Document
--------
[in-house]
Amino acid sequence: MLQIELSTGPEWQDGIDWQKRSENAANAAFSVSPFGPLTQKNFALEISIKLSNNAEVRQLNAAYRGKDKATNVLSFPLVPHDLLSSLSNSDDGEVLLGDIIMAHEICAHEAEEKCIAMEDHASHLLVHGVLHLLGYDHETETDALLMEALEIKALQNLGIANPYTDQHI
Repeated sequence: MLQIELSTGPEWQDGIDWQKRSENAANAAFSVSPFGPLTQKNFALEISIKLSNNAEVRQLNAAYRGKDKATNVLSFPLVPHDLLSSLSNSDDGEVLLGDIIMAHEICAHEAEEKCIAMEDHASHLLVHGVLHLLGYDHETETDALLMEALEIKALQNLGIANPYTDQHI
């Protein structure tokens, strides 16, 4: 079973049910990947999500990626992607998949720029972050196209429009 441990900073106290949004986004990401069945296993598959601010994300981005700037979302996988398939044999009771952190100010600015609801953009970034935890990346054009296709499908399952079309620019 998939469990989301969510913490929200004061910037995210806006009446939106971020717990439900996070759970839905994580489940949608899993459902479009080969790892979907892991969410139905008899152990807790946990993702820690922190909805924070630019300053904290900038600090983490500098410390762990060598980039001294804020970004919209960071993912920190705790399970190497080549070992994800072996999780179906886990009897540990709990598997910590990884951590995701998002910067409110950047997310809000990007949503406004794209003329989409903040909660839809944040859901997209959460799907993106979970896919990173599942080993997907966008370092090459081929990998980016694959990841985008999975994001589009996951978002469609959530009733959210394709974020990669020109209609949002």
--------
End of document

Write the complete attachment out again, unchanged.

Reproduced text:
[in-house]
Amino acid sequence: MLQIELSTGPEWQDGIDWQKRSENAANAAFSVSPFGPLTQKNFALEISIKLSNNAEVRQLNAAYRGKDKATNVLSFPLVPHDLLSSLSNSDDGEVLLGDIIMAHEICAHEAEEKCIAMEDHASHLLVHGVLHLLGYDHETETDALLMEALEIKALQNLGIANPYTDQHI
Repeated sequence: MLQIELSTGPEWQDGIDWQKRSENAANAAFSVSPFGPLTQKNFALEISIKLSNNAEVRQLNAAYRGKDKATNVLSFPLVPHDLLSSLSNSDDGEVLLGDIIMAHEICAHEAEEKCIAMEDHASHLLVHGVLHLLGYDHETETDALLMEALEIKALQNLGIANPYTDQHI
């Protein structure tokens, strides 16, 4: 079973049910990947999500990626992607998949720029972050196209429009 441990900073106290949004986004990401069945296993598959601010994300981005700037979302996988398939044999009771952190100010600015609801953009970034935890990346054009296709499908399952079309620019 998939469990989301969510913490929200004061910037995210806006009446939106971020717990439900996070759970839905994580489940949608899993459902479009080969790892979907892991969410139905008899152990807790946990993702820690922190909805924070630019300053904290900038600090983490500098410390762990060598980039001294804020970004919209960071993912920190705790399970190497080549070992994800072996999780179906886990009897540990709990598997910590990884951590995701998002910067409110950047997310809000990007949503406004794209003329989409903040909660839809944040859901997209959460799907993106979970896919990173599942080993997907966008370092090459081929990998980016694959990841985008999975994001589009996951978002469609959530009733959210394709974020990669020109209609949002």